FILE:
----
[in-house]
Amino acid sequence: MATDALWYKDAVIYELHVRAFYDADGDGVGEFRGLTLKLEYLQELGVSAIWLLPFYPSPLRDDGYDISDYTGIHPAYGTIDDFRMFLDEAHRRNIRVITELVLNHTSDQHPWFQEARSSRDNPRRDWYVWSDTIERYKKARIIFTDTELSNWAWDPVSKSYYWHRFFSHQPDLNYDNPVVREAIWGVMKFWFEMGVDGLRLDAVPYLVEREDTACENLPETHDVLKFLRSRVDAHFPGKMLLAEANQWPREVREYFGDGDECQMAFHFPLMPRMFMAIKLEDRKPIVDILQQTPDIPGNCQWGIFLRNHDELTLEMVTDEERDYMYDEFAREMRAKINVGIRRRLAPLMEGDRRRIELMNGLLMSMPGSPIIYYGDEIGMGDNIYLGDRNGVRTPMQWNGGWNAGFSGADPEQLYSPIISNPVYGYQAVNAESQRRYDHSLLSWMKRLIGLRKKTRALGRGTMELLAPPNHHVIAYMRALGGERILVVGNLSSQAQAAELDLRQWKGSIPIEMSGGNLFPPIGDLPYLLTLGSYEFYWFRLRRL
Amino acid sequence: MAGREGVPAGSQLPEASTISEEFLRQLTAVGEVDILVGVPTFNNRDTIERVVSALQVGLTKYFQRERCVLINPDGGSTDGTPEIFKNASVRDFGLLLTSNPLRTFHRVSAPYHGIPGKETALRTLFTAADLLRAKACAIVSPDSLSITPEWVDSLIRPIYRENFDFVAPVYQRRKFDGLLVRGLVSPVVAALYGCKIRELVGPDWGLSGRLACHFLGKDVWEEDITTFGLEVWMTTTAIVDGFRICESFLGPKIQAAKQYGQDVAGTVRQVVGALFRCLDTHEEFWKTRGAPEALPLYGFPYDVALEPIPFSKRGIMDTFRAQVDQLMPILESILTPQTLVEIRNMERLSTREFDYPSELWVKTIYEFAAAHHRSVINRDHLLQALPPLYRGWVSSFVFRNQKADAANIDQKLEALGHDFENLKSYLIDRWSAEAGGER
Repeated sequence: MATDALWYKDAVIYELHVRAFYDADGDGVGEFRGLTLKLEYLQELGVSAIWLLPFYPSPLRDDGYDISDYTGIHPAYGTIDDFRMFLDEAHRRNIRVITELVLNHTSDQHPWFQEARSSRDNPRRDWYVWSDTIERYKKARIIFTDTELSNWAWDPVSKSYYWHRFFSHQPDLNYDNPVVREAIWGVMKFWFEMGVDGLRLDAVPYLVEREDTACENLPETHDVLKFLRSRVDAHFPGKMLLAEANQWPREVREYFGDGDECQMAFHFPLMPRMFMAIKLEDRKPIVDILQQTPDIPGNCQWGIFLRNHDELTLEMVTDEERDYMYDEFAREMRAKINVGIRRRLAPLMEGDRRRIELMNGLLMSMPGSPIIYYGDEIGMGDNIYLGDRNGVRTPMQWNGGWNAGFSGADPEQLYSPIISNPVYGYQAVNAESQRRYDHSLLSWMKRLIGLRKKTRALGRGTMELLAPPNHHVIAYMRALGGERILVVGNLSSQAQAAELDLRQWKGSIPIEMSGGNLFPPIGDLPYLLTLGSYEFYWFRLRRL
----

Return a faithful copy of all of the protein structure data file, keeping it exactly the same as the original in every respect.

[in-house]
Amino acid sequence: MATDALWYKDAVIYELHVRAFYDADGDGVGEFRGLTLKLEYLQELGVSAIWLLPFYPSPLRDDGYDISDYTGIHPAYGTIDDFRMFLDEAHRRNIRVITELVLNHTSDQHPWFQEARSSRDNPRRDWYVWSDTIERYKKARIIFTDTELSNWAWDPVSKSYYWHRFFSHQPDLNYDNPVVREAIWGVMKFWFEMGVDGLRLDAVPYLVEREDTACENLPETHDVLKFLRSRVDAHFPGKMLLAEANQWPREVREYFGDGDECQMAFHFPLMPRMFMAIKLEDRKPIVDILQQTPDIPGNCQWGIFLRNHDELTLEMVTDEERDYMYDEFAREMRAKINVGIRRRLAPLMEGDRRRIELMNGLLMSMPGSPIIYYGDEIGMGDNIYLGDRNGVRTPMQWNGGWNAGFSGADPEQLYSPIISNPVYGYQAVNAESQRRYDHSLLSWMKRLIGLRKKTRALGRGTMELLAPPNHHVIAYMRALGGERILVVGNLSSQAQAAELDLRQWKGSIPIEMSGGNLFPPIGDLPYLLTLGSYEFYWFRLRRL
Amino acid sequence: MAGREGVPAGSQLPEASTISEEFLRQLTAVGEVDILVGVPTFNNRDTIERVVSALQVGLTKYFQRERCVLINPDGGSTDGTPEIFKNASVRDFGLLLTSNPLRTFHRVSAPYHGIPGKETALRTLFTAADLLRAKACAIVSPDSLSITPEWVDSLIRPIYRENFDFVAPVYQRRKFDGLLVRGLVSPVVAALYGCKIRELVGPDWGLSGRLACHFLGKDVWEEDITTFGLEVWMTTTAIVDGFRICESFLGPKIQAAKQYGQDVAGTVRQVVGALFRCLDTHEEFWKTRGAPEALPLYGFPYDVALEPIPFSKRGIMDTFRAQVDQLMPILESILTPQTLVEIRNMERLSTREFDYPSELWVKTIYEFAAAHHRSVINRDHLLQALPPLYRGWVSSFVFRNQKADAANIDQKLEALGHDFENLKSYLIDRWSAEAGGER
Repeated sequence: MATDALWYKDAVIYELHVRAFYDADGDGVGEFRGLTLKLEYLQELGVSAIWLLPFYPSPLRDDGYDISDYTGIHPAYGTIDDFRMFLDEAHRRNIRVITELVLNHTSDQHPWFQEARSSRDNPRRDWYVWSDTIERYKKARIIFTDTELSNWAWDPVSKSYYWHRFFSHQPDLNYDNPVVREAIWGVMKFWFEMGVDGLRLDAVPYLVEREDTACENLPETHDVLKFLRSRVDAHFPGKMLLAEANQWPREVREYFGDGDECQMAFHFPLMPRMFMAIKLEDRKPIVDILQQTPDIPGNCQWGIFLRNHDELTLEMVTDEERDYMYDEFAREMRAKINVGIRRRLAPLMEGDRRRIELMNGLLMSMPGSPIIYYGDEIGMGDNIYLGDRNGVRTPMQWNGGWNAGFSGADPEQLYSPIISNPVYGYQAVNAESQRRYDHSLLSWMKRLIGLRKKTRALGRGTMELLAPPNHHVIAYMRALGGERILVVGNLSSQAQAAELDLRQWKGSIPIEMSGGNLFPPIGDLPYLLTLGSYEFYWFRLRRL